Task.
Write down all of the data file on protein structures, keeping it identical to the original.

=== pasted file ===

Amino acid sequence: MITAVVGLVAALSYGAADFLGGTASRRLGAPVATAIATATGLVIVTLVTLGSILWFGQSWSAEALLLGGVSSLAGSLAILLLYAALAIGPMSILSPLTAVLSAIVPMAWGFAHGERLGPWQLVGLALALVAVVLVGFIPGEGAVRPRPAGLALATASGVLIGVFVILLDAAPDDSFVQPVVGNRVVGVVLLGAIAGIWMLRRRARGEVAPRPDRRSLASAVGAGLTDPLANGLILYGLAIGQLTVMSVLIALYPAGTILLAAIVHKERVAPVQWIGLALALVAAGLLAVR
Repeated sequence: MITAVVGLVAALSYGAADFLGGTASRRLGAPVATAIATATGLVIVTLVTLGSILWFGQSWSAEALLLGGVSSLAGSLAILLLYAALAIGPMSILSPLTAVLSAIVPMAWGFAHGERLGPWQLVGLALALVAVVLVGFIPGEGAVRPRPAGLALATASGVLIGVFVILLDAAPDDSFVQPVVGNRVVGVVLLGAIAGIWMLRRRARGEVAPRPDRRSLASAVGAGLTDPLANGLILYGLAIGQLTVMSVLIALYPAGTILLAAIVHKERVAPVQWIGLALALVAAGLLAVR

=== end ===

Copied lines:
Amino acid sequence: MITAVVGLVAALSYGAADFLGGTASRRLGAPVATAIATATGLVIVTLVTLGSILWFGQSWSAEALLLGGVSSLAGSLAILLLYAALAIGPMSILSPLTAVLSAIVPMAWGFAHGERLGPWQLVGLALALVAVVLVGFIPGEGAVRPRPAGLALATASGVLIGVFVILLDAAPDDSFVQPVVGNRVVGVVLLGAIAGIWMLRRRARGEVAPRPDRRSLASAVGAGLTDPLANGLILYGLAIGQLTVMSVLIALYPAGTILLAAIVHKERVAPVQWIGLALALVAAGLLAVR
Repeated sequence: MITAVVGLVAALSYGAADFLGGTASRRLGAPVATAIATATGLVIVTLVTLGSILWFGQSWSAEALLLGGVSSLAGSLAILLLYAALAIGPMSILSPLTAVLSAIVPMAWGFAHGERLGPWQLVGLALALVAVVLVGFIPGEGAVRPRPAGLALATASGVLIGVFVILLDAAPDDSFVQPVVGNRVVGVVLLGAIAGIWMLRRRARGEVAPRPDRRSLASAVGAGLTDPLANGLILYGLAIGQLTVMSVLIALYPAGTILLAAIVHKERVAPVQWIGLALALVAAGLLAVR